Jonathan Kneebone's Cannes Diary: Day 1 and 2

Screen Shot 2015-06-19 at 2.42.00 am.jpgJonathan Kneebone, writer/director, The Glue Society is sitting on the Cannes Lions Cyber jury. Kneebone is reporting exclusively for CB.

Right now, it's the Cannes before the swarm.

Most of the global advertising community are yet to pack their loafers let alone board flights to the South of France.

And in many ways, seeing Cannes in its current relaxed state, it's become apparent why it was originally such a good idea for a place to host a festival.
DSC04297.jpgThe Croissette is empty. You can get a table at the Carlton Terrace bar. You can walk down the pavements without bumping into a hundred people whose names you've forgotten or indeed tripping over someone who's fallen asleep in the gutter. The locals are friendly. The beaches are beautifully clean of vomit and condoms.

And the place is wonderfully free of bullshit.

What the ludicrous number of DSC04296.jpgentries in Cyber has meant is that we needed to get here on Tuesday before the festival even starts just to meet the final award show next Wednesday night.

And apart from the other juries who have earlier ceremony deadlines to meet, we've got the Palais to ourselves.

The stats are alarming. The 26 of us judging Cyber have 3738 entries to judge. All with three minute case studies. Even banner ads come with case studies these days.

Our online pre-judging only managed to reduce that total to 2228 to cull into some sort of shortlist.

So in five groups of five we are now making our way through the array of individual categories.

Already trends are emerging.

Whatever country an entry is from, agencies from all around the world are using American voice over artists to narrate their case study films to make it seem like the idea is more global than local.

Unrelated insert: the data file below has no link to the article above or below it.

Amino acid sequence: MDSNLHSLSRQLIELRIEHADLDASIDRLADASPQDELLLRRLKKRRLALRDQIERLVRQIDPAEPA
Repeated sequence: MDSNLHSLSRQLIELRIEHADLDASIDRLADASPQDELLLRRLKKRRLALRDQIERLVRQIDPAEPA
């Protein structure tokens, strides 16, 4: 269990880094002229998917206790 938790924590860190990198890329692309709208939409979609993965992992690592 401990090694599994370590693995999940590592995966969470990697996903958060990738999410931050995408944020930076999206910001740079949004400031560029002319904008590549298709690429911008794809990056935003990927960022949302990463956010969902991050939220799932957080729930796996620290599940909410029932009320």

The Virtual Reality train is so vast it needs it own category. And we have already decided the Grand Prix Trophy for that should be something you can only enjoy by putting on a headset to admire it from every angle.

And the other alarming theme is that people are doing way too much explaining and not enough entertaining in their online films. It's a case of case study creativity.

Rather than create something which gets the audience directly excited, there's a trend to make an online film where you just get to watch other people experiencing something and pretending to get excited. It's strangely unexciting and decidedly unengaging.

It is hard to say, having only seen around a fifth of the work, how the picture will look for Australia or New Zealand.

But I get the sense that the best work this year is going to come from only a few of the 65 countries who have entered this category.
We are hoping to be finalising our shortlist by the time the festival opens for real on Sunday.

And then have three further days to agree what gets what.
We are apparently able to have two or even three Grands Prix in our category - simply because of the wide-ranging definitions.

But as of two days in, I would say I'm personally yet to see something which will be getting one of them.

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